M58 Mid-Lancashire Motorway

Where was it supposed to be?

Across central Lancashire, from west of Wigan, to west of Bolton and the M61.

What's the story here?

Ah well, it's a long one.

Well, I appear to have some time...

You asked for it!

Once again, the story starts in 1949, in the Road Plan for Lancashire. The plan contained Route 225, which was described as "Wigan - Route 6 - Bolton", Route 6 being roughly similar to today's M61.

Main Route from Wigan to Bolton, also providing a route to Manchester via Route 6.

From Wigan, A.577 is followed for about 3/4 mile (by-passing a level crossing en route). From its junction with Route 317 [A577 and A578 to Leigh], a new line is followed, by-passing Hindley and Westhoughton, and after its junction with B.5236, the route takes the line of an unclassified road to A.58. The latter road is then followed to its crossing with Route 6, and thence to Bolton.

From Wigan to the junction with Route 317, dual 2-lane carriageways are proposed. [The rest of the route was to be a single 3-lane carriageway]

As can be seen, the original Route 225 went pretty much straight through the Wigan urban area rather than bypassing it, and it didn't go west of the town at all. It should be noted that it was pretty much just a link between the two towns, with no great mythical importance associated with it.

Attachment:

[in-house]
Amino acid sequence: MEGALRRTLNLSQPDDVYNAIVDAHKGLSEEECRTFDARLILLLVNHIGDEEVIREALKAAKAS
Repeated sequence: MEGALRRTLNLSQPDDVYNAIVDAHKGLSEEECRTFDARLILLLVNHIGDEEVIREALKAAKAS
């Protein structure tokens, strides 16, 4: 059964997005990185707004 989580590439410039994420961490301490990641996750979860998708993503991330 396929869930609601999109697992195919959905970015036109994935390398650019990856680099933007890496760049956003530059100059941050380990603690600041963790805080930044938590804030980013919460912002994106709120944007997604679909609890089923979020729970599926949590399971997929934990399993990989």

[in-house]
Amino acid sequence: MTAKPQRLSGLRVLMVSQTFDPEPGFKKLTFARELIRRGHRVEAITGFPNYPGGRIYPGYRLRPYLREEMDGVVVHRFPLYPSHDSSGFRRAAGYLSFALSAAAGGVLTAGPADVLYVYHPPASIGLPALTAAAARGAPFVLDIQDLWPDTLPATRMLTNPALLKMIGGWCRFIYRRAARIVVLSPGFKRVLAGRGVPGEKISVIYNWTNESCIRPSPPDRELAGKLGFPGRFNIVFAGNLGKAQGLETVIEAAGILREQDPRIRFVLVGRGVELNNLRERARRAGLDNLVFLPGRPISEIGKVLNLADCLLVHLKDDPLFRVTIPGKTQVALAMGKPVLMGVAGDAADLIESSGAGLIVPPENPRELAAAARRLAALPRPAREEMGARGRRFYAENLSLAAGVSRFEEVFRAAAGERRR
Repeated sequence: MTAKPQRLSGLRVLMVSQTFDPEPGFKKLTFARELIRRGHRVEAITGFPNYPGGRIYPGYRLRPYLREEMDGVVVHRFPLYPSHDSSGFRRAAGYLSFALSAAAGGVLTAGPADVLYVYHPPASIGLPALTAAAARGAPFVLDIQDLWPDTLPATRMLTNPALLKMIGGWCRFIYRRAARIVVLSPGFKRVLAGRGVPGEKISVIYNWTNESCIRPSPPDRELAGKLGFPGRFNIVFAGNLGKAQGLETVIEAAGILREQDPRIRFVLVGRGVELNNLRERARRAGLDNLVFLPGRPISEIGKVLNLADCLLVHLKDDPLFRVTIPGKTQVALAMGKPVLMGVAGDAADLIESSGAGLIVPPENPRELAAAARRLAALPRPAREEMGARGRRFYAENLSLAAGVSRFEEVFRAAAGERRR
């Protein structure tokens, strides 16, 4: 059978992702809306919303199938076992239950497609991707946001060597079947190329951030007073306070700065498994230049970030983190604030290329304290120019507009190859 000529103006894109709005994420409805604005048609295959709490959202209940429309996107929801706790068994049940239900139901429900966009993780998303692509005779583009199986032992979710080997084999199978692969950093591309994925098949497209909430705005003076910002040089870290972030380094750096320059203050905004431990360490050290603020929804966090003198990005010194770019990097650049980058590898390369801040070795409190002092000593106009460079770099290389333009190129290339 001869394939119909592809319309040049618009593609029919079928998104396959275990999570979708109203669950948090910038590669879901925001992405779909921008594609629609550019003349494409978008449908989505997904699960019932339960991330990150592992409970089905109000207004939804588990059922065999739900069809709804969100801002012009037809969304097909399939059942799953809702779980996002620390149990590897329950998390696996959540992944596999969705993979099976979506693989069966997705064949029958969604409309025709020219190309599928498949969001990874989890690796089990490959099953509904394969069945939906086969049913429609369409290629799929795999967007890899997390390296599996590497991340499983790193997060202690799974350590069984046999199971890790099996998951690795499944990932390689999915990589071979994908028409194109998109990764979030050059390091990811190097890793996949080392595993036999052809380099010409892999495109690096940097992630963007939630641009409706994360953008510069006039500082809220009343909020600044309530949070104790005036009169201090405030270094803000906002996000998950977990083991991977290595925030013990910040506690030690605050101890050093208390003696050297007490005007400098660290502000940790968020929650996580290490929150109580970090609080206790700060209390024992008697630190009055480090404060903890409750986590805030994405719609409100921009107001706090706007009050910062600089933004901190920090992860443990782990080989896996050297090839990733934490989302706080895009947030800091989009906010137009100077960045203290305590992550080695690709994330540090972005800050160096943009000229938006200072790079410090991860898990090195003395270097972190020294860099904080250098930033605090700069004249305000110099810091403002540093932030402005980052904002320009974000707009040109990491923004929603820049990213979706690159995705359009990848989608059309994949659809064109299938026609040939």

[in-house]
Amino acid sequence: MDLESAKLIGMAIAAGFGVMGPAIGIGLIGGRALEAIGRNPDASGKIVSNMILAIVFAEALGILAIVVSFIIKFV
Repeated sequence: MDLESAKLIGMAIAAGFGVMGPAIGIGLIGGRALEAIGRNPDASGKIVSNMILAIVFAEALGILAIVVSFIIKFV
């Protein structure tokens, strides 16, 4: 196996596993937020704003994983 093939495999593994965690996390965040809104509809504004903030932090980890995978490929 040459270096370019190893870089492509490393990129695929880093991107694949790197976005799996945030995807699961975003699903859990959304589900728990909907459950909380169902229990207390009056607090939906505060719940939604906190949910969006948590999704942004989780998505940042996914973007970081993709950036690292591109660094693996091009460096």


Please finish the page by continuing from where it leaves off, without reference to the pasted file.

That's a bit dull, isn't it? I was looking forward to something nice and mythical...

Sorry to disappoint!

As you might expect, the next section of the story is one of, well, inactivity. Not a lot happened for nearly 20 years...

Sounds familiar.

Yes, it does, doesn't it.

In 1966, something actually happened. Perhaps not the most exciting something, but something nevertheless. The Lancashire County Surveyor started looking at a route to connect the Skelmersdale - Up Holland Bypass (now M58, after some serious upgrade work...) to the proposed Manchester - Preston Motorway, now of course M61. By the following year, someone had clearly been doing some serious lobbying of the Ministry, as it was then announced that a west-east motorway was to be proposed to the south of Wigan. Frighteningly enough, as much of the work had already been done, the report was written in double-quick time and included the added bonus of a couple of motorway spurs to allow access to Wigan Town Centre from either direction.